Quite commonly, these systems are supported with data which relate tochemical reactions; in some cases, the fundamental realities being classified arenot molecules at all, but atom-atom bonds or functional groups. Molecularperiodicity, as thus displayed, is closely related to the well-known "chemicalsimilarity." The book of Johnson and Maggiora37 appears to dominate thefield of chemical similarity, and it all but discusses chemical periodic systems.Such systems are discussed in Ref. 5, and in fact this paper is a revised versionof Ref. 5, ch. 12.
4.2. Chemical periodic systems of molecules
Butlerov asserted38 that the French chemist A. Gerard created the firstclassification of compounds. Gerard played "patience" with bits of paper suchas to place heterological and homological series of molecules in a naturalarrangement. Newlands' contribution was dated 1862 (Fig. 1).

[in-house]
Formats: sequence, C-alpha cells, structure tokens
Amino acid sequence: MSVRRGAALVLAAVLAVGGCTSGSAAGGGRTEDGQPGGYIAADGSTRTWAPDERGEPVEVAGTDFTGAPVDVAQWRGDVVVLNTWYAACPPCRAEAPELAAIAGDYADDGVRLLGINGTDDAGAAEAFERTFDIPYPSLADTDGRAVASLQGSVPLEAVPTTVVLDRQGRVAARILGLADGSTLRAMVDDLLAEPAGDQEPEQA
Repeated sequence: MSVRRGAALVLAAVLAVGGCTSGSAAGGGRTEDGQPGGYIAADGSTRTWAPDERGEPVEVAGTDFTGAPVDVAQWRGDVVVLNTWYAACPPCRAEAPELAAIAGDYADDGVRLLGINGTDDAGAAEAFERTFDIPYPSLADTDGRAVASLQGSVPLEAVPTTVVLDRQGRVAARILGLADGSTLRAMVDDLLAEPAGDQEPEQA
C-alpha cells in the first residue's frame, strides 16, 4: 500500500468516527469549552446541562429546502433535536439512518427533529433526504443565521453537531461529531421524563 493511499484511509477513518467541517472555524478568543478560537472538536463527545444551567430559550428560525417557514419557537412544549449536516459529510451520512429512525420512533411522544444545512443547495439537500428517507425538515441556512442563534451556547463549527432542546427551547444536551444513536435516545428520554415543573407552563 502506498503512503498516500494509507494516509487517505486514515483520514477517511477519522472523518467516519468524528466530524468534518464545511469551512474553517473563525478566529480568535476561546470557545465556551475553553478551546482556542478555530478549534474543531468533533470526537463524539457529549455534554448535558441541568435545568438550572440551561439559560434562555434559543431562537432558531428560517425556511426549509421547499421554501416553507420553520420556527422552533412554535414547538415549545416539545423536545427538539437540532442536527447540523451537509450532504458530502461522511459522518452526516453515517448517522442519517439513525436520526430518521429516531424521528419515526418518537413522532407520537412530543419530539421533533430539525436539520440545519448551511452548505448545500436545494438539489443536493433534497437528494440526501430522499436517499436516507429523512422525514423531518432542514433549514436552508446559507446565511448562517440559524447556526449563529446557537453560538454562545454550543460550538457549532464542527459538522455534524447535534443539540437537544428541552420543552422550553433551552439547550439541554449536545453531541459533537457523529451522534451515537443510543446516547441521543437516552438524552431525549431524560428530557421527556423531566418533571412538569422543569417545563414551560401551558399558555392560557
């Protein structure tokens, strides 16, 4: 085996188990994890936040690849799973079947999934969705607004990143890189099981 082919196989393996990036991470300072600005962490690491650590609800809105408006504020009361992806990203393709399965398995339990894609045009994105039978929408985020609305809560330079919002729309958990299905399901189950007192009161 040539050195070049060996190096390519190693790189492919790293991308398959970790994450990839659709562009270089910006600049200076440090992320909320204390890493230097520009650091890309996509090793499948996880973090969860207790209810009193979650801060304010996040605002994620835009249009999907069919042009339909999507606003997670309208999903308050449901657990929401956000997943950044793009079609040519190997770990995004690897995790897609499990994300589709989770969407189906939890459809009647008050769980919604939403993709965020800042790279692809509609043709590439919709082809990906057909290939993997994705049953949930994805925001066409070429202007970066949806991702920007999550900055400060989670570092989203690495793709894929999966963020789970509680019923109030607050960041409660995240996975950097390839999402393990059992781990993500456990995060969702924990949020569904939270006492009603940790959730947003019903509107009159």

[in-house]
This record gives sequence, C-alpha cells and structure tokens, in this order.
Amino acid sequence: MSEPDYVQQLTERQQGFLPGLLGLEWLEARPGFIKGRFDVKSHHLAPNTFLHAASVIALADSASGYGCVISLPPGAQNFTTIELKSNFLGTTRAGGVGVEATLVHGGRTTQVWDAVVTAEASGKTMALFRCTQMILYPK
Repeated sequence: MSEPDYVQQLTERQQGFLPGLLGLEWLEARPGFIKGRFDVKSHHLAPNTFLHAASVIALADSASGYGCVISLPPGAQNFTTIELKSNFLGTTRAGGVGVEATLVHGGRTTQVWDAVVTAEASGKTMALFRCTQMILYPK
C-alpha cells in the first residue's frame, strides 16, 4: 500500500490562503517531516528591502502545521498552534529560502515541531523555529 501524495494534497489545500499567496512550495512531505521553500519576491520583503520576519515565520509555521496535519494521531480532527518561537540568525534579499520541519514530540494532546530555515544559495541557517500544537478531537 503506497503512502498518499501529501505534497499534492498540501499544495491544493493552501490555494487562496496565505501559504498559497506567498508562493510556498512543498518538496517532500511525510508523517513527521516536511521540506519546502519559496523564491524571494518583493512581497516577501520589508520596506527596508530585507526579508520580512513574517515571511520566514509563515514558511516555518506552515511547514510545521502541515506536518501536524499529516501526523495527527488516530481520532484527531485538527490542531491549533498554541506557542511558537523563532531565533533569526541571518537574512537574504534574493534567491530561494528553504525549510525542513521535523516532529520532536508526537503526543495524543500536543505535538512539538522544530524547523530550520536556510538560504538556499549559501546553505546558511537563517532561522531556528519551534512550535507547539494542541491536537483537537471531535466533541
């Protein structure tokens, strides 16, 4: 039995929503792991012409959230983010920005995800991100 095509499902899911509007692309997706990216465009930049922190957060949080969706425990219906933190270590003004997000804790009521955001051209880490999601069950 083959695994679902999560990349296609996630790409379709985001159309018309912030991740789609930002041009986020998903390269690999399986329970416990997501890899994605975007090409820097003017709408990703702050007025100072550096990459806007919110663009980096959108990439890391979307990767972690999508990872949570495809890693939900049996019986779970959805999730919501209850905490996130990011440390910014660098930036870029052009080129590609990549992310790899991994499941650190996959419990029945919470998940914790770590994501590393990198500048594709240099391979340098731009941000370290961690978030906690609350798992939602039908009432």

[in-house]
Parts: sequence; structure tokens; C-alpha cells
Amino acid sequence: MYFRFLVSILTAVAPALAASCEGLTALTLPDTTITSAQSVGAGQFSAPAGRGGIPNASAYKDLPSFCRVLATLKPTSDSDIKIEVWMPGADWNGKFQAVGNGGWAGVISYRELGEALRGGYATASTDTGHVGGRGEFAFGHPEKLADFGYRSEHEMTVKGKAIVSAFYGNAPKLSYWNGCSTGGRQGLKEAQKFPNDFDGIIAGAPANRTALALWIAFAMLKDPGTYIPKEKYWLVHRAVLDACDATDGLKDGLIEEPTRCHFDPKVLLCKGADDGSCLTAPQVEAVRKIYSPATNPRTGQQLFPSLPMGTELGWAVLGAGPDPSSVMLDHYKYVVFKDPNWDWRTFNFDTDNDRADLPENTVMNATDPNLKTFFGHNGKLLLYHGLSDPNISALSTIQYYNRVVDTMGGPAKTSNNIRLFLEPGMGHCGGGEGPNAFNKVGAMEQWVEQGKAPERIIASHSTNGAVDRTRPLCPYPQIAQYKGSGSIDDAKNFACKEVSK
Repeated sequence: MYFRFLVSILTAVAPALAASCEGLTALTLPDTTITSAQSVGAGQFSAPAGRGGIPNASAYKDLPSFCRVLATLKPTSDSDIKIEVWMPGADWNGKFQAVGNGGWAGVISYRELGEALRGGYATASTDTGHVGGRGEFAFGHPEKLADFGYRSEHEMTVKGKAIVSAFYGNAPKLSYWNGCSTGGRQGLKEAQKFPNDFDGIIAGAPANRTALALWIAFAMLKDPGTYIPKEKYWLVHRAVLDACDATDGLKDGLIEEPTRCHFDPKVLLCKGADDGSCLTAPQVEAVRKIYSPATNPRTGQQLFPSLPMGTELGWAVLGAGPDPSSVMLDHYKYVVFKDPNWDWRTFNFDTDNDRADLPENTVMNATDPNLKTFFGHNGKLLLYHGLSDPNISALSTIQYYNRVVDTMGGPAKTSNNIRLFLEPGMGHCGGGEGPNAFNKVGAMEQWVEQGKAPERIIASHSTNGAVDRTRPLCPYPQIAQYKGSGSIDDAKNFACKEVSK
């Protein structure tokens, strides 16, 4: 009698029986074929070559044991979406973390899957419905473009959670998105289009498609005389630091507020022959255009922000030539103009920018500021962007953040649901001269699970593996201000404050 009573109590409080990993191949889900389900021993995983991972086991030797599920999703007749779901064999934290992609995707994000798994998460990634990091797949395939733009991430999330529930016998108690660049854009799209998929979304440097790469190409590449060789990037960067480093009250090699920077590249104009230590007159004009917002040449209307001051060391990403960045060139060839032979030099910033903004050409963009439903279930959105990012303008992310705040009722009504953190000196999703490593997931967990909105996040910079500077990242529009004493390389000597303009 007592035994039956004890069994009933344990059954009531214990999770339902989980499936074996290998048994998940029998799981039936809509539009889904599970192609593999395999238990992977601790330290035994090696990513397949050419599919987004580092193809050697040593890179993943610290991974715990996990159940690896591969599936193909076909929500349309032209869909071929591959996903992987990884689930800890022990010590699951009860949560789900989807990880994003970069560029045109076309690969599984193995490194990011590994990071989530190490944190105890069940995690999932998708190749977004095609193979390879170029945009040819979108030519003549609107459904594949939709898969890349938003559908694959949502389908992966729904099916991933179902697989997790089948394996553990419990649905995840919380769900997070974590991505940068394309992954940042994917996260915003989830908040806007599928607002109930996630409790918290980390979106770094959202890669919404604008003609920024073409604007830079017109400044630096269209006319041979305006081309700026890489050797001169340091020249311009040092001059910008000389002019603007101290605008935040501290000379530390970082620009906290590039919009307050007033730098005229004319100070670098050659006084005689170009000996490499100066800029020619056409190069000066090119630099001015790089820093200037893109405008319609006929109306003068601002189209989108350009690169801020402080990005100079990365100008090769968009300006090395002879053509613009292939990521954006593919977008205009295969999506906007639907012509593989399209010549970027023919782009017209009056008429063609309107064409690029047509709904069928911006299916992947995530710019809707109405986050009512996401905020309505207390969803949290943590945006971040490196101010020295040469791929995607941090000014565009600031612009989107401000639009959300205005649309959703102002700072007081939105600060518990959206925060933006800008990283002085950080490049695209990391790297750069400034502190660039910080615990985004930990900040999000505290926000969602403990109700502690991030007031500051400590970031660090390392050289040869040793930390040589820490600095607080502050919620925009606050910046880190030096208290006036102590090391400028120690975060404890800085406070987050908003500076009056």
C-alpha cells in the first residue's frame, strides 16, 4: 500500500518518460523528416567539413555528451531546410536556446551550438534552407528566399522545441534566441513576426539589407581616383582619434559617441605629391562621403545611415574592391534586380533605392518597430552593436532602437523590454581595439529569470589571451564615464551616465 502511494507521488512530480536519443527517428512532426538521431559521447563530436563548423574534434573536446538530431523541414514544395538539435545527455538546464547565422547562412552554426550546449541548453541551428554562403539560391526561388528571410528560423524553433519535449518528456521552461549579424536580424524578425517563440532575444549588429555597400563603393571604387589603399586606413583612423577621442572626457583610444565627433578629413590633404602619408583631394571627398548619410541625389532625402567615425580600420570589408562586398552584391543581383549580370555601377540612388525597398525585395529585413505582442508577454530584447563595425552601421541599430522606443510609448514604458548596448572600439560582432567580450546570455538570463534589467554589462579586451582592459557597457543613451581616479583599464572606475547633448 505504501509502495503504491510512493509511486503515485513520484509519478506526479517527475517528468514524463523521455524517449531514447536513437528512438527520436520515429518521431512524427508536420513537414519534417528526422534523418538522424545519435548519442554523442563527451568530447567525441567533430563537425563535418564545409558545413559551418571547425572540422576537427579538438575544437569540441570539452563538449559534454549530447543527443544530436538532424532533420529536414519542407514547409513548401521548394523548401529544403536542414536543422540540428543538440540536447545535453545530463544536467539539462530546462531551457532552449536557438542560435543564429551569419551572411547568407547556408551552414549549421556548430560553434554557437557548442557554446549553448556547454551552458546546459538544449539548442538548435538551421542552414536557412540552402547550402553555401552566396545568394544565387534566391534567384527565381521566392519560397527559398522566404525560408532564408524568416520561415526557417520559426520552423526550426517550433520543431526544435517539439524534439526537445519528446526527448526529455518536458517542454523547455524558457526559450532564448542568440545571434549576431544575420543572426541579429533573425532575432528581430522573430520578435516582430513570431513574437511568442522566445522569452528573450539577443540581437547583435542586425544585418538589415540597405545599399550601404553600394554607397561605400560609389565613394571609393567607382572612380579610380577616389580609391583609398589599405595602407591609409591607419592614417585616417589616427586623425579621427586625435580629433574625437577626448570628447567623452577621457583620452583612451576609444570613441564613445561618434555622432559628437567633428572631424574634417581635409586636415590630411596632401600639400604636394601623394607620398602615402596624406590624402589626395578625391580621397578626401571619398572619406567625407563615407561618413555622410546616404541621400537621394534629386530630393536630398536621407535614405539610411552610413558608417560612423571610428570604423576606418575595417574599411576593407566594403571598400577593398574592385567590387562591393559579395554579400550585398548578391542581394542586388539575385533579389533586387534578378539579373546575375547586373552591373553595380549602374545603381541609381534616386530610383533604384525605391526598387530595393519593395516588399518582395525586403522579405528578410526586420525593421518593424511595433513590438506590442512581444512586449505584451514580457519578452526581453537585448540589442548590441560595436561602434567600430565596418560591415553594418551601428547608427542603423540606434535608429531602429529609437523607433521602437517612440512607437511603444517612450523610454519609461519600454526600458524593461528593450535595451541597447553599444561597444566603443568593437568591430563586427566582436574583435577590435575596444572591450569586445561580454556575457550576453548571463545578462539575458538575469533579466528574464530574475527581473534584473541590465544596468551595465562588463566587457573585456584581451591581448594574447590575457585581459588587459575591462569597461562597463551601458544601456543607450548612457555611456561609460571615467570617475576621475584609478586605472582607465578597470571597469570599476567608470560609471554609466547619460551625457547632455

Morozov, in 1907,39 presented a table of hydrocarbon radicals, in aform almost in agreement with the table of the elements, and made a series ofcurious parallels between chemical elements and appropriate hydrocarbons(which he called "pseudo-elements"). These parallels resulted in the prediction
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of the existence of a whole group of "non-valent" elements appearing as analogsof the paraffins; eventually these elements were found: the nobel gases!38
Morozov's tables are beautifully done, many in elegant script and a fewin tricolor. It is said that when Mendeleev read the book, he was so impressedwith the contents that he immediately had Morozov appointed to a fullprofessorship.38 Morozov did not always enjoy such "luck"; along with manyother intellectuals in Czarist Russia, he suffered incarceration in theSchlisselburg Fortress.38